A peer worker is a person in recovery who has been trained to provide non-clinical, strengths-based supports to people experiencing similar challenges. Peer workers offer direct social and emotional support, help forge connections to clinical care and community resources, and share hope that recovery is possible.
A growing body of research shows the support provided by peer workers benefits people in or seeking recovery in many ways. People report improvements in social support and social functioning, self-esteem and confidence, sense of control and ability to bring about changes in their lives, and engagement in self-care and healthy behaviors. Peer support also leads to reduced hospital admission rates and longer community tenure. Families connected with peer support experience an increased sense of collaboration, decreased internalized blame, increased empowerment to take action, and decreased family isolation.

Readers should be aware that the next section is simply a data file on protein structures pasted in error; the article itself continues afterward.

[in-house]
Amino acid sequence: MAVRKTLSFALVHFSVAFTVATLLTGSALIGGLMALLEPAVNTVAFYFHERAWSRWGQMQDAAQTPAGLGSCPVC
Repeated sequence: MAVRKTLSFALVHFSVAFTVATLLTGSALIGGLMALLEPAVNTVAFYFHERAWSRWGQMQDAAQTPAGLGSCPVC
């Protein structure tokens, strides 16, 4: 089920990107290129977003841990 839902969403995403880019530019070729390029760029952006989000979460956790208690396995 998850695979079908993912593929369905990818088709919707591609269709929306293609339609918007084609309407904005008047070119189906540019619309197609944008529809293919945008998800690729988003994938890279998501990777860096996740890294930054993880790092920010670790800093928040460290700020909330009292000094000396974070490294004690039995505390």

Peer workers also help behavioral health organizations get better at what they do. Whether organizations employ peers or partner with peer-run organizations, they improve their own capacity to effectively engage and support people living with behavioral health conditions–ultimately improving outcomes.
By preparing and supporting peer workers to participate fully in all aspects of planning, delivering, and evaluating services, organizations demonstrate commitment to recovery. Building an infrastructure to engage peers in this way is important ensure the wisdom of lived experience informs all their work.